I’m not overly concerned about the wedding. It’s a hill of beans in the bigger picture. Also, you are … not actually engaged yet. What I want you to do before things go any further is have Jack say to his parents: “Beth and I are very seriously involved, and I think it’s time you get to know her family better.” Their reaction is going to tell you a lot. Listen to that reaction.
You have been together for seven years and appear to have good communication. That’s great. I do have to say that, after reading many, many letters from people who are navigating the aftermath of your situation, I would be hesitant to commit my life to someone whose mother is a proven Spartan emotional warrior who will never, ever back down until she drinks the blood of her enemies. Jack did not say “my mother is difficult.” He did not say “she can be a handful.” On one hand, I am grateful that he is clear-eyed about his family and is not attempting to conceal their reality from you! On the other hand, you are still very young, and the world is filled with men whose mothers are not fire monsters. If this issue is standing between you and getting engaged, I think it’s worth taking some time to consider if it’s not one of the hundred or more deal-breakers that can (and should) keep a lovely boyfriend from becoming your husband. I have dated a lot of nice people I didn’t marry.
Probe it. Test it. Think about it. Have Jack take the reins on his parents’ relationship with your family. Keep us posted.
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Dear Care and Feeding,
I have been married for five years with two kids. My problem is one of my sisters-in-law. She has disliked me from the start and never missed any chance to insult or humiliate me, ever, mainly because I am a rather reserved person and that seemed abnormal to her. She doesn’t understand boundaries: Why wasn’t I getting pregnant after eight months of marriage? Can she watch me breastfeed my son?
Now, she is all lovey-dovey with me, for reasons best known to her, and if I don’t respond to her, she starts a slew of complaints to my husband (her brother), and there’s no peace till I write out a reply.
I am sick of this drama. I do not want to be close to her, ever, but can’t cut her off either. My husband is a conflict avoider, and frankly I don’t want him to fight with her (he has argued two to three times when the insults really crossed a line, but there are no insults now really, only smothering “love”).
How do I deal with her on my own so I can live drama-free?
—I Want Mental Peace
You drop your end of the rope. You reply to the texts and emails you wish to reply to, and you ignore the others. If you do not want to hang out, don’t. Learn the power of “That won’t work for me” and “We have plans.” If she pesters your husband, that’s his problem. Don’t make it yours. He can continue to avoid conflict all he likes, but he doesn’t get to dump it in your lap.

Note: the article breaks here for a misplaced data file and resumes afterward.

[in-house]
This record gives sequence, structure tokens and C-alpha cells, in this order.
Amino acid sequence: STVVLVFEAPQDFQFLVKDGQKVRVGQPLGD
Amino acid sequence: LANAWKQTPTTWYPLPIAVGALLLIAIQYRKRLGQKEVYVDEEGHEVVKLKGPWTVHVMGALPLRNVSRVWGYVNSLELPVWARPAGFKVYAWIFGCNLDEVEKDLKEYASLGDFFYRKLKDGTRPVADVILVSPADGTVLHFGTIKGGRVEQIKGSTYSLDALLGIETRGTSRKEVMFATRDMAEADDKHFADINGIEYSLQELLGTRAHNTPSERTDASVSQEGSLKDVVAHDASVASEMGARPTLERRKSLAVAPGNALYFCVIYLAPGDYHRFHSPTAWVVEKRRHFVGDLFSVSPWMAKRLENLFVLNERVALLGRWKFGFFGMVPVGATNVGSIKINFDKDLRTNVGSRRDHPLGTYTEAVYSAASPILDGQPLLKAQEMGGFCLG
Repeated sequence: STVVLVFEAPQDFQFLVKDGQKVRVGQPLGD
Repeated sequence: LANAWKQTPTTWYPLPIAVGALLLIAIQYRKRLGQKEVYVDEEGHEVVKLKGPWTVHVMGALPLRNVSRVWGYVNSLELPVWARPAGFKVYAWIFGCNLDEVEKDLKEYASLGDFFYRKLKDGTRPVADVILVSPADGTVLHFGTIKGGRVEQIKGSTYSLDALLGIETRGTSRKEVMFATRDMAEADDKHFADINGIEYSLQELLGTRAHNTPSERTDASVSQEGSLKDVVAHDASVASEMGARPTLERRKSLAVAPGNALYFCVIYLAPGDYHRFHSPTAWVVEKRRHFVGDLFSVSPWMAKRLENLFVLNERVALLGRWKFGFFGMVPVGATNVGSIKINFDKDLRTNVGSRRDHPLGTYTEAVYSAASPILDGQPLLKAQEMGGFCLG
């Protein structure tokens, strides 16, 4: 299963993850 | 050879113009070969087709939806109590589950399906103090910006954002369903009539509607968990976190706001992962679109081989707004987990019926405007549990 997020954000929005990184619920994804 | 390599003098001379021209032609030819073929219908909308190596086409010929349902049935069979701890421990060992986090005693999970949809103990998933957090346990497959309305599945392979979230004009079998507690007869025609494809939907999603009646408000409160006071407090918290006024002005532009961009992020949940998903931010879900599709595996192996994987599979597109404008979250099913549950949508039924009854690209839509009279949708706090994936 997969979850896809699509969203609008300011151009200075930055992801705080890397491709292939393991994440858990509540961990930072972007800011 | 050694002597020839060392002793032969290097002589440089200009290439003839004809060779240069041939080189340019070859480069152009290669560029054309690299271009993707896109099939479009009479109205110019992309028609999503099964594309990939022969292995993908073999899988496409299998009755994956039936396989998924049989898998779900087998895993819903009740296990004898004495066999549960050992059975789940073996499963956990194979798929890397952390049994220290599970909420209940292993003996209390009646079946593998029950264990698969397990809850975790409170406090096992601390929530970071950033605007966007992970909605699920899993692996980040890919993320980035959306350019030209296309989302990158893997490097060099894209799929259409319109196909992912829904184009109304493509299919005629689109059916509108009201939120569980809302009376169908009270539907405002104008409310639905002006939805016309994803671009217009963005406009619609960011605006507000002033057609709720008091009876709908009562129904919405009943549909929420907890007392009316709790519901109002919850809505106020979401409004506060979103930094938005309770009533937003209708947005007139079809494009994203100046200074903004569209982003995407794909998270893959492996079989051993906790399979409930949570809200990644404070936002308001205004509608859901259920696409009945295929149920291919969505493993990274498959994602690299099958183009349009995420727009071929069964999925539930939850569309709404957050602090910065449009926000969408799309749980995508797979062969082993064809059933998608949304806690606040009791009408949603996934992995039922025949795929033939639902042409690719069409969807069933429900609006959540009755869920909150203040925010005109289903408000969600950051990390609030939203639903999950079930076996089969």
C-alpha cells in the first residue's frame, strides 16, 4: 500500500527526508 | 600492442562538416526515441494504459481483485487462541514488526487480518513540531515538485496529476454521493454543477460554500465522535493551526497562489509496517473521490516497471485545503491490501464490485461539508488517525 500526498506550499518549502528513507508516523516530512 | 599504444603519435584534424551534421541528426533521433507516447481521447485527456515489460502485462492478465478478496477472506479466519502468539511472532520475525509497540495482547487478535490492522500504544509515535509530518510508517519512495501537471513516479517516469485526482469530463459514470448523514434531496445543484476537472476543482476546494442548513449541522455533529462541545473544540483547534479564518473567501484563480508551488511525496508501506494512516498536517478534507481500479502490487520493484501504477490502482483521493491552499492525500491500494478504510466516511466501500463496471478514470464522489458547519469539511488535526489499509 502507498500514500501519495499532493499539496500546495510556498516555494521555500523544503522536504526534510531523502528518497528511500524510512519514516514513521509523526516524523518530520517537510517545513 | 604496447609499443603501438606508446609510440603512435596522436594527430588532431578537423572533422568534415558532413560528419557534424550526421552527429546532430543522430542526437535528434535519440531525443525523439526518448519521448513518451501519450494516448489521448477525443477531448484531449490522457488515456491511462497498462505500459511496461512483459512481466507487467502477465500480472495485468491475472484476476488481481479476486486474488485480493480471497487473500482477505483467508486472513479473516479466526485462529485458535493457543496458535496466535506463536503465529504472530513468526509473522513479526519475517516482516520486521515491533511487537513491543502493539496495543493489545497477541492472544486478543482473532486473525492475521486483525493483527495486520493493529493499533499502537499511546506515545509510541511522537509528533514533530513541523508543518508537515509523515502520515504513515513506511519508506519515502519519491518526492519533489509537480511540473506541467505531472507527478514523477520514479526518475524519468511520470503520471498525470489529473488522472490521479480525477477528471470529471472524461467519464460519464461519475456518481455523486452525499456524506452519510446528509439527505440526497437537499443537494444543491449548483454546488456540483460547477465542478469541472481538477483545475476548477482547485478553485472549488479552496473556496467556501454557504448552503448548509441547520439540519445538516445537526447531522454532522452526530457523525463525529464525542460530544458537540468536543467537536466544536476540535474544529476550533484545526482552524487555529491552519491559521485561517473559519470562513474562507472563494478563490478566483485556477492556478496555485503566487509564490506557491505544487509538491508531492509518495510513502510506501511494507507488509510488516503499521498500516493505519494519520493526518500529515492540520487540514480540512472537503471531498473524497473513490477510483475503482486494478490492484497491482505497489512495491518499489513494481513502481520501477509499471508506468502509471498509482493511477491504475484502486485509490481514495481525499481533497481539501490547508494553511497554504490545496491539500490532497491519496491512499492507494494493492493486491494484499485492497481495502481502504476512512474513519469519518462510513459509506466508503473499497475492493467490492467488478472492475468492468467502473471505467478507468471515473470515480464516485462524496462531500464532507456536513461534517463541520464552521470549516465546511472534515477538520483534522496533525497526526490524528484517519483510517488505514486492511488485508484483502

You can be civil without being warm. You can be polite without inviting someone into your intimate family life. Focus on your life and live it to its fullest. It does not take two people to create drama, but you always have the option not to engage. Hide her posts on social media; remember your phone is for your convenience and is not a royal summons; and if your husband starts nagging you to get his sister off his back, tell him that you are civil and polite and would rather focus your emotional energy and limited spare time on him and your children.
I also encourage you to pretend she is a work colleague, because handling her as you would handle a colleague you do not particularly care for will set the correct tone in terms of civility, politeness, and boundaries. If you are above objective reproach, she can scream into the wind.
I wish you all the best.
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My husband and I recently found out I’m pregnant (yay!). We have very few disagreements and generally see eye-to-eye on most things. But we fundamentally disagree on whether or not to find out the gender of our unborn child. I don’t want to find out; he does. I could go through all of the arguments, but neither of us views it logically. Me: It doesn’t really matter what the gender is, I’d rather be surprised. Him: Hates surprises. This is one of the few things in life that there’s no compromise, because you either find out or you don’t. I also don’t think that it would work for him to find out and me not to—I know the answer would be revealed one way or another. How can we resolve this?